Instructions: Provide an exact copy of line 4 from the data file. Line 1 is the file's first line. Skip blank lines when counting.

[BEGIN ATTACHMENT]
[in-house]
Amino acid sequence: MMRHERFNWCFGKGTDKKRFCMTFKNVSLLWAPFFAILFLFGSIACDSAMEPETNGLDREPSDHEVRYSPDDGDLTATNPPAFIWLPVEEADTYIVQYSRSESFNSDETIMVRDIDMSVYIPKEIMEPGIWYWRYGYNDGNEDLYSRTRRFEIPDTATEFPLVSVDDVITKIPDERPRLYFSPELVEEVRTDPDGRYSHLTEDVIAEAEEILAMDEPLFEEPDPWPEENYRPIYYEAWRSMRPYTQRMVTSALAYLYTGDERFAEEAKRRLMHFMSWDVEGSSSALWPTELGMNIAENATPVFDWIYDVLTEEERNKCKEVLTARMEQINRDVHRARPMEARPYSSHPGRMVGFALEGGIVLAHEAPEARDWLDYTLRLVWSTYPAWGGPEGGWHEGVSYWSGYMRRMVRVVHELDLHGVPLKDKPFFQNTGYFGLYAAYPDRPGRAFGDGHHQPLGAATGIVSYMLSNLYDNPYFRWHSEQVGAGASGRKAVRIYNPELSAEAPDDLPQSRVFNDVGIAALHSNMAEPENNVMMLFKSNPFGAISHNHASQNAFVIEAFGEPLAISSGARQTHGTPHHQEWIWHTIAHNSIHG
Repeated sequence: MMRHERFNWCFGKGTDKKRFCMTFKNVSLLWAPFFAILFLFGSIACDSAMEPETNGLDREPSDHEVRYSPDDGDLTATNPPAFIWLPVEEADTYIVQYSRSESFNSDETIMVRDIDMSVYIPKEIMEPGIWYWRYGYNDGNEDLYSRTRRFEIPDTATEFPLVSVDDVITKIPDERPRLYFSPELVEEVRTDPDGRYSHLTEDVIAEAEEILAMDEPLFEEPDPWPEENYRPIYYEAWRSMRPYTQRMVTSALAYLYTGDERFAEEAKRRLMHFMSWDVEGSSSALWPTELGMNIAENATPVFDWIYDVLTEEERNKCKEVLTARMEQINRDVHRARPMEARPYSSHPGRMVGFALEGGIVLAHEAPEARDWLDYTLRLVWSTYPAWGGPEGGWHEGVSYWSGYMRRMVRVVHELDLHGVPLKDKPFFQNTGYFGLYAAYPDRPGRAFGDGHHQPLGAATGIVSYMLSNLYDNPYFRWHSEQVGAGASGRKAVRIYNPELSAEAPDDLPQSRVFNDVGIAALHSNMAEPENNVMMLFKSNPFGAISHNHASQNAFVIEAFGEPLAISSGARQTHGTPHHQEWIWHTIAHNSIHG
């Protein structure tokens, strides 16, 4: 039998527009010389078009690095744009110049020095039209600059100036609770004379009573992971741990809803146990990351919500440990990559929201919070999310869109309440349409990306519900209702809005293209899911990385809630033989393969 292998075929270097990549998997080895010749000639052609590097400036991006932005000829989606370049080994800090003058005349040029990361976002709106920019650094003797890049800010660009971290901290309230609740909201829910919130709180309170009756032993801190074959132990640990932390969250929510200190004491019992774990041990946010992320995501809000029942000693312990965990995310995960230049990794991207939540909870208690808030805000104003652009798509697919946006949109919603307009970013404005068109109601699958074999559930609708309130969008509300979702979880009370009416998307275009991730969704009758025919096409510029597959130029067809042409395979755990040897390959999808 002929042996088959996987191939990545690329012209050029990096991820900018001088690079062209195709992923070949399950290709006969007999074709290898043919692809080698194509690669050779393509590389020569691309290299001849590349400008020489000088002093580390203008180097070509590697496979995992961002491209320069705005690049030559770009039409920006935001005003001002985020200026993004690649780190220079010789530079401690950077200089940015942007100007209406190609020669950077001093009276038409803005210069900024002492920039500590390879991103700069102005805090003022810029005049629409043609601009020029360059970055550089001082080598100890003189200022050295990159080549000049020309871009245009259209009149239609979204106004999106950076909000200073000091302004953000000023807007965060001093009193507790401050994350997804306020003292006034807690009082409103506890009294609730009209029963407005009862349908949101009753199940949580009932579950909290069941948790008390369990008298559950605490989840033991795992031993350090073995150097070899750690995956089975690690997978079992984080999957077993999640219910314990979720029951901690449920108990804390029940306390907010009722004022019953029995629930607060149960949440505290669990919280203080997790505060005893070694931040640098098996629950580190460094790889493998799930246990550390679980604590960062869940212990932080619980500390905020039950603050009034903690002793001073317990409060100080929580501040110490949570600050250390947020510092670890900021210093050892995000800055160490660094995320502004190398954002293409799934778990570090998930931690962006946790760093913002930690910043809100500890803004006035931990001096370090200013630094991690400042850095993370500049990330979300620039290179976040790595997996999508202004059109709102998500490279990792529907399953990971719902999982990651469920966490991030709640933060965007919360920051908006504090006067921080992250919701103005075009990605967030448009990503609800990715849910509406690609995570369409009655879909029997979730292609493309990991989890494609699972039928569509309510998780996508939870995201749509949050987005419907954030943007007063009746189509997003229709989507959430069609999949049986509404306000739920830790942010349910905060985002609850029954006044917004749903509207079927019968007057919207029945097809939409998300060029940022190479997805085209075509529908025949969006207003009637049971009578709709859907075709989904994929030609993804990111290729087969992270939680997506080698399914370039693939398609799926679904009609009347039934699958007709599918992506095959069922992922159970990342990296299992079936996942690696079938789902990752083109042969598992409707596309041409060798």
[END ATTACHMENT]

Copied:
């Protein structure tokens, strides 16, 4: 039998527009010389078009690095744009110049020095039209600059100036609770004379009573992971741990809803146990990351919500440990990559929201919070999310869109309440349409990306519900209702809005293209899911990385809630033989393969 292998075929270097990549998997080895010749000639052609590097400036991006932005000829989606370049080994800090003058005349040029990361976002709106920019650094003797890049800010660009971290901290309230609740909201829910919130709180309170009756032993801190074959132990640990932390969250929510200190004491019992774990041990946010992320995501809000029942000693312990965990995310995960230049990794991207939540909870208690808030805000104003652009798509697919946006949109919603307009970013404005068109109601699958074999559930609708309130969008509300979702979880009370009416998307275009991730969704009758025919096409510029597959130029067809042409395979755990040897390959999808 002929042996088959996987191939990545690329012209050029990096991820900018001088690079062209195709992923070949399950290709006969007999074709290898043919692809080698194509690669050779393509590389020569691309290299001849590349400008020489000088002093580390203008180097070509590697496979995992961002491209320069705005690049030559770009039409920006935001005003001002985020200026993004690649780190220079010789530079401690950077200089940015942007100007209406190609020669950077001093009276038409803005210069900024002492920039500590390879991103700069102005805090003022810029005049629409043609601009020029360059970055550089001082080598100890003189200022050295990159080549000049020309871009245009259209009149239609979204106004999106950076909000200073000091302004953000000023807007965060001093009193507790401050994350997804306020003292006034807690009082409103506890009294609730009209029963407005009862349908949101009753199940949580009932579950909290069941948790008390369990008298559950605490989840033991795992031993350090073995150097070899750690995956089975690690997978079992984080999957077993999640219910314990979720029951901690449920108990804390029940306390907010009722004022019953029995629930607060149960949440505290669990919280203080997790505060005893070694931040640098098996629950580190460094790889493998799930246990550390679980604590960062869940212990932080619980500390905020039950603050009034903690002793001073317990409060100080929580501040110490949570600050250390947020510092670890900021210093050892995000800055160490660094995320502004190398954002293409799934778990570090998930931690962006946790760093913002930690910043809100500890803004006035931990001096370090200013630094991690400042850095993370500049990330979300620039290179976040790595997996999508202004059109709102998500490279990792529907399953990971719902999982990651469920966490991030709640933060965007919360920051908006504090006067921080992250919701103005075009990605967030448009990503609800990715849910509406690609995570369409009655879909029997979730292609493309990991989890494609699972039928569509309510998780996508939870995201749509949050987005419907954030943007007063009746189509997003229709989507959430069609999949049986509404306000739920830790942010349910905060985002609850029954006044917004749903509207079927019968007057919207029945097809939409998300060029940022190479997805085209075509529908025949969006207003009637049971009578709709859907075709989904994929030609993804990111290729087969992270939680997506080698399914370039693939398609799926679904009609009347039934699958007709599918992506095959069922992922159970990342990296299992079936996942690696079938789902990752083109042969598992409707596309041409060798």